Literary Analysis of The Awakening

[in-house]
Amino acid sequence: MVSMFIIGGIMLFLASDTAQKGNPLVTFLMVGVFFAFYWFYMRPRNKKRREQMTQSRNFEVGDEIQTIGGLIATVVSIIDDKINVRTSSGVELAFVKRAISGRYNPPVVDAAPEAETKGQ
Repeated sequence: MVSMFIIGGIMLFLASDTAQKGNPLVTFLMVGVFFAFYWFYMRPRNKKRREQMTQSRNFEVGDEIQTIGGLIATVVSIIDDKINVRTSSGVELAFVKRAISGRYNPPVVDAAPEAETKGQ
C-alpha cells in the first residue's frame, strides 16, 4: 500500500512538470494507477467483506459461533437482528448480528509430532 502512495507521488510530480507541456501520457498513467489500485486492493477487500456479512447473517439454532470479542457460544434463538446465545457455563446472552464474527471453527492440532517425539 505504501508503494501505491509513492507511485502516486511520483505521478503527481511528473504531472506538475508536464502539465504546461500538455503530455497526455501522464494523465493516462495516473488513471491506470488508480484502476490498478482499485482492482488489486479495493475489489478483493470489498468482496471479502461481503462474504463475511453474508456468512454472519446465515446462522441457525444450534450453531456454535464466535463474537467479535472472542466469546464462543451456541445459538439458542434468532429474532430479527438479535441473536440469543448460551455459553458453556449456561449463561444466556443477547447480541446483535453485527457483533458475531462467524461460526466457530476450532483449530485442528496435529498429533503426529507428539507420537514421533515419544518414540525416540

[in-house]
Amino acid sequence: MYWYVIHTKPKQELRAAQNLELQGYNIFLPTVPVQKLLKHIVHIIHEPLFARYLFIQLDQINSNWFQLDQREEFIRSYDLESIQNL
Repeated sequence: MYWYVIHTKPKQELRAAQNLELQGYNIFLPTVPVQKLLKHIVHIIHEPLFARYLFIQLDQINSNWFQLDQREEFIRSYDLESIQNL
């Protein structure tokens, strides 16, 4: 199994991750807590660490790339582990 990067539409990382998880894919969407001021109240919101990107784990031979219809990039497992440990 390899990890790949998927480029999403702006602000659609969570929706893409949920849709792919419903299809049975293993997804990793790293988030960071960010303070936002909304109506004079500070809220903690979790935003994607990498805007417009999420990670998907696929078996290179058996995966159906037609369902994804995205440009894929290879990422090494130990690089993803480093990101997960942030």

In “The Awakening,” Edna and Adele, the protagonist and antagonist, are both mothers trying to make it in the Creole society. Edna’s character rejects the roles of society given to her and the burdens of these expectations are expressed throughout; whereas, Adele is viewed as a motherly figure who is confident, and powerful in her life. The main topic that is expressed throughout the story is feminism, the process of creating equal rights for both men and women. Chopin reveals how women are being defined by a male construct of motherhood that not only denies their individual identity but also reinforces a sense of inferiority for women (Streater 407). Ironically, Adele and Edna are faced with the same limitations and situations; they just choose to handle them differently. Adele’s character is introduced as a “motherly-woman” (Streater 406). Her role as a feminist shows how she is selfless outside of her societal roles. Adele is a devoted wife and mother, the ideal nineteenth-century woman. Adele spends her days caring for her children, performing her domestic duties, and ensuring the happiness of her husband. Her character “refuses to be silenced and this makes her a powerful feminist role model” (Streater 410). Adele is portrayed as “a mother, femme fatale, a saint, and a wild woman” (Streater 409), in doing this, she reveals an identity that confuses the reader about her “authority of the mother-woman role beyond the male prescribed definitions” (Streater 409). Her position in the feminist issue is widely expressed throughout the story, she accepts the reality of a male dominated-society, but does not disregard the position of women in the human race. “…she doesn’t let everything else go to chaos” (Chopin 95). This allows her to retain a romantic aspect to her life while remaining happily married. In Adele’s marriage, she is treated as an equal, maybe even dominant in the relationship. This is the complete...
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